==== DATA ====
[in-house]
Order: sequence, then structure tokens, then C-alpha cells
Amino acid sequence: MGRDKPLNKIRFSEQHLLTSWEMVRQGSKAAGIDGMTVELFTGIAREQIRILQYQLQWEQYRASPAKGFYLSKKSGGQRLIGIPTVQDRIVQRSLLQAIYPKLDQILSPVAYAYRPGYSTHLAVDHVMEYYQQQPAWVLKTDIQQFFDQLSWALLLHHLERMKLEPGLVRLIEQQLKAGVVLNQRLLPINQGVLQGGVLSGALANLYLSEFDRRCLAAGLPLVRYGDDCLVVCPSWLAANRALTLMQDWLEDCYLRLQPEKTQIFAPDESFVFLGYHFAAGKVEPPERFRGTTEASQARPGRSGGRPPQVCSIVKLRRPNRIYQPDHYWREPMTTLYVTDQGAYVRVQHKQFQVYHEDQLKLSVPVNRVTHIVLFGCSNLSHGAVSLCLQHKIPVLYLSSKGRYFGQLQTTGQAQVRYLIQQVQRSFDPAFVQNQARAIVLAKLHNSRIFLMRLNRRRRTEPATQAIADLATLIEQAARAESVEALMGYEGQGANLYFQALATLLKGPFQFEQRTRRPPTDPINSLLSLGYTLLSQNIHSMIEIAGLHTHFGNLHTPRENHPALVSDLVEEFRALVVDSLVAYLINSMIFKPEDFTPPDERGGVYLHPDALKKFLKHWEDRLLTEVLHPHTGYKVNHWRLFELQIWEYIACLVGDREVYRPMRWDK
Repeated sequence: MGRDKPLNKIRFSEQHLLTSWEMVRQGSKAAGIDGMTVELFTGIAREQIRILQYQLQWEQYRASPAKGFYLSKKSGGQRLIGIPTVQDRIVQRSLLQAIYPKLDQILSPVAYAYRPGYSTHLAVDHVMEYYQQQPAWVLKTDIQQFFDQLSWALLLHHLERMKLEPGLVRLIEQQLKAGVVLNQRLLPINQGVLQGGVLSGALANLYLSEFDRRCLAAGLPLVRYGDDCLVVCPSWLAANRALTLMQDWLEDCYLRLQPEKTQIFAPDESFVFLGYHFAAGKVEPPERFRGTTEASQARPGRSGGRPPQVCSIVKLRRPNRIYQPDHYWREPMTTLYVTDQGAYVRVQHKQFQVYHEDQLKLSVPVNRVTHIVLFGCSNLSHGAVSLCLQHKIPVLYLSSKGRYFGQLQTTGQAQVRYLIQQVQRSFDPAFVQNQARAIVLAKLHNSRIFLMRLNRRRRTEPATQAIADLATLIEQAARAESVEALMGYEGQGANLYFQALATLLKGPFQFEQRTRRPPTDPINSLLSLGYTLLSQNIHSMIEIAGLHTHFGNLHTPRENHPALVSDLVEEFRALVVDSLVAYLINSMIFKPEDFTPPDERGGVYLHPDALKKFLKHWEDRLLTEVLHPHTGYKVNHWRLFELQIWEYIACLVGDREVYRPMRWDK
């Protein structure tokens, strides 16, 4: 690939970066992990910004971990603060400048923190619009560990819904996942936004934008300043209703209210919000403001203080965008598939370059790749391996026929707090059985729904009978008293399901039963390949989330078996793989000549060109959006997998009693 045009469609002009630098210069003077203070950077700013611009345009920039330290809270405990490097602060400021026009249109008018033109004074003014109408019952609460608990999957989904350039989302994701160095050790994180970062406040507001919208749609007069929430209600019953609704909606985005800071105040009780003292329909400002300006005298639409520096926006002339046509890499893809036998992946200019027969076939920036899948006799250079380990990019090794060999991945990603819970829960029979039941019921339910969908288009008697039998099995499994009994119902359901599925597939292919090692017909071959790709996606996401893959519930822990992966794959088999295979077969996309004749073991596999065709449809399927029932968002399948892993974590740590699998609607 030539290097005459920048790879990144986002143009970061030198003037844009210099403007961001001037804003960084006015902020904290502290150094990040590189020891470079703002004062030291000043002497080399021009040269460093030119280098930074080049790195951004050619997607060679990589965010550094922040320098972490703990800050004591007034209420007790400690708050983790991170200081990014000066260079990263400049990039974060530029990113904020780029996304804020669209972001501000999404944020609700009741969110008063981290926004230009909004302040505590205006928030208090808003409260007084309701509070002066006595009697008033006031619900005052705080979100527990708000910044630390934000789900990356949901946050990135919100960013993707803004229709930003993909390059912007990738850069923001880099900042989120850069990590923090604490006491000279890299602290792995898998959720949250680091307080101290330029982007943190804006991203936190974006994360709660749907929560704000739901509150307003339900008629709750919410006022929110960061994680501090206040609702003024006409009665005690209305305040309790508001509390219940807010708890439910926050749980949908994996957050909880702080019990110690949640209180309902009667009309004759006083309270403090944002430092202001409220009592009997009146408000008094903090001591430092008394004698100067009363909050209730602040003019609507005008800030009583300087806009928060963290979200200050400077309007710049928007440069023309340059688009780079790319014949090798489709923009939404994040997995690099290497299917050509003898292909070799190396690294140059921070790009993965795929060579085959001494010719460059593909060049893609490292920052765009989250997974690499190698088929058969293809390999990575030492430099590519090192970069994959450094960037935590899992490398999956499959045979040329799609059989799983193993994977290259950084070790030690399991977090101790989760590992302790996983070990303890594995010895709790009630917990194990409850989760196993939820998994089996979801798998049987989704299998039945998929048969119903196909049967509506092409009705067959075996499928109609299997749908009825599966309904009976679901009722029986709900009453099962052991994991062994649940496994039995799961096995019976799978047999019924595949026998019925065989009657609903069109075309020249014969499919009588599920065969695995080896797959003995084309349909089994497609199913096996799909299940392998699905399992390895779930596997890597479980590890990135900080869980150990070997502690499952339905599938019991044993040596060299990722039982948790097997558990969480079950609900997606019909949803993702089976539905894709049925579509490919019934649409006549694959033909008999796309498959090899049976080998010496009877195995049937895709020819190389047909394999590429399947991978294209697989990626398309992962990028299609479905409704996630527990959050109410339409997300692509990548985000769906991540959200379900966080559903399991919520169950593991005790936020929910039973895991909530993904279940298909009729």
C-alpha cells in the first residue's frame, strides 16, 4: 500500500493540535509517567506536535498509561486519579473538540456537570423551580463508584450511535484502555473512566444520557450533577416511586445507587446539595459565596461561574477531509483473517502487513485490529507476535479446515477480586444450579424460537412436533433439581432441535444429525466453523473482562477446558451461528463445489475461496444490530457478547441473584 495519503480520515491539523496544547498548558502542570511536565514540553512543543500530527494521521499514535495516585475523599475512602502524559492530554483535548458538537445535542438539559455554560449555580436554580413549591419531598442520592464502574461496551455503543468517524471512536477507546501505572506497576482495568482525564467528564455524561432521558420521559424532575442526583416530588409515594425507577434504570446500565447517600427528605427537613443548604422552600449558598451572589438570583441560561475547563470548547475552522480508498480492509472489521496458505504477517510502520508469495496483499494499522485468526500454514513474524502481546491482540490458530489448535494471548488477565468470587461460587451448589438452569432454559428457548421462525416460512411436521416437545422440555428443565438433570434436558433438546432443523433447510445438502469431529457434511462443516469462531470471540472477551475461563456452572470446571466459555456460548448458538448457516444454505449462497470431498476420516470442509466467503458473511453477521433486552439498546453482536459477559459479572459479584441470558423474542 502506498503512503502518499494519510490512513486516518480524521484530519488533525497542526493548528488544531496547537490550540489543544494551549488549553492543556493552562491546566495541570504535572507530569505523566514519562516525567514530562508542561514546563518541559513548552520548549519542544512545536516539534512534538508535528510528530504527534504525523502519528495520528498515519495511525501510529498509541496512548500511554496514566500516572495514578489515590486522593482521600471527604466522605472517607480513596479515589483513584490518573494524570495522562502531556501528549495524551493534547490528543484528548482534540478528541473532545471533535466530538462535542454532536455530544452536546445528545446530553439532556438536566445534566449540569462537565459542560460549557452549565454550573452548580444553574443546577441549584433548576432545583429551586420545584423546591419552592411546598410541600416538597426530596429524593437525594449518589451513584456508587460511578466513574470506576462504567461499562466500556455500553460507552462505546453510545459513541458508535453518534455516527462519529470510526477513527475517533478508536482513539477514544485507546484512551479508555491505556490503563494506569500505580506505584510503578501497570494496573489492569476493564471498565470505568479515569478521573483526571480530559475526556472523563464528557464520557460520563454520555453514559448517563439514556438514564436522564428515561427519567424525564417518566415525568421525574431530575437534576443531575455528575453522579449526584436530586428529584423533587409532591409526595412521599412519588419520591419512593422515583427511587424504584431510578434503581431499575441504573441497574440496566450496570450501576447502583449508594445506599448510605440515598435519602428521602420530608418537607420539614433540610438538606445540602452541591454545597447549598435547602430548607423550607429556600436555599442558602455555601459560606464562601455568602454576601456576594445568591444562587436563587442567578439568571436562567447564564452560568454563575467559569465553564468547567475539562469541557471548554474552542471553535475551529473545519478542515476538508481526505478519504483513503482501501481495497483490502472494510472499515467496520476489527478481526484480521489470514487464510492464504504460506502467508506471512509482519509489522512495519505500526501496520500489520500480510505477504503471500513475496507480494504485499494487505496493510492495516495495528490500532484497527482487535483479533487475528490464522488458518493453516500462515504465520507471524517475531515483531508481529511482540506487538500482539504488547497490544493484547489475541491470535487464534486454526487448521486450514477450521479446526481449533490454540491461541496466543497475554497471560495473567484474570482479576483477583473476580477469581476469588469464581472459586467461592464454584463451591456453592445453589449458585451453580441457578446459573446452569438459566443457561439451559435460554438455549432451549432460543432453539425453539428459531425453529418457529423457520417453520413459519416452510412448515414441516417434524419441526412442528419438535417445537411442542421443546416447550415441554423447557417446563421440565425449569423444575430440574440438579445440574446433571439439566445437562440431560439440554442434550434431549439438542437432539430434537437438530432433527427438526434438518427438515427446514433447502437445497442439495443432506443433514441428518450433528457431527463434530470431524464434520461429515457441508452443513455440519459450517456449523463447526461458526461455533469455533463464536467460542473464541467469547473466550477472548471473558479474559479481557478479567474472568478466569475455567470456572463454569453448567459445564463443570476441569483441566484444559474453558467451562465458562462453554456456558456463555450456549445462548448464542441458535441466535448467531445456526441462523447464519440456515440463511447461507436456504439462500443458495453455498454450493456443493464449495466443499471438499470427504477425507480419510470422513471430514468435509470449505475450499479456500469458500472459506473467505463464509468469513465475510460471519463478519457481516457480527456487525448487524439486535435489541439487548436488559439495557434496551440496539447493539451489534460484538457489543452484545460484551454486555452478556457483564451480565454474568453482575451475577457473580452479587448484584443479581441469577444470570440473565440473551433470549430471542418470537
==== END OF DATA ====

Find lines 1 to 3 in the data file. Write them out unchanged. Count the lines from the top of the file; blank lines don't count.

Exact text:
[in-house]
Order: sequence, then structure tokens, then C-alpha cells
Amino acid sequence: MGRDKPLNKIRFSEQHLLTSWEMVRQGSKAAGIDGMTVELFTGIAREQIRILQYQLQWEQYRASPAKGFYLSKKSGGQRLIGIPTVQDRIVQRSLLQAIYPKLDQILSPVAYAYRPGYSTHLAVDHVMEYYQQQPAWVLKTDIQQFFDQLSWALLLHHLERMKLEPGLVRLIEQQLKAGVVLNQRLLPINQGVLQGGVLSGALANLYLSEFDRRCLAAGLPLVRYGDDCLVVCPSWLAANRALTLMQDWLEDCYLRLQPEKTQIFAPDESFVFLGYHFAAGKVEPPERFRGTTEASQARPGRSGGRPPQVCSIVKLRRPNRIYQPDHYWREPMTTLYVTDQGAYVRVQHKQFQVYHEDQLKLSVPVNRVTHIVLFGCSNLSHGAVSLCLQHKIPVLYLSSKGRYFGQLQTTGQAQVRYLIQQVQRSFDPAFVQNQARAIVLAKLHNSRIFLMRLNRRRRTEPATQAIADLATLIEQAARAESVEALMGYEGQGANLYFQALATLLKGPFQFEQRTRRPPTDPINSLLSLGYTLLSQNIHSMIEIAGLHTHFGNLHTPRENHPALVSDLVEEFRALVVDSLVAYLINSMIFKPEDFTPPDERGGVYLHPDALKKFLKHWEDRLLTEVLHPHTGYKVNHWRLFELQIWEYIACLVGDREVYRPMRWDK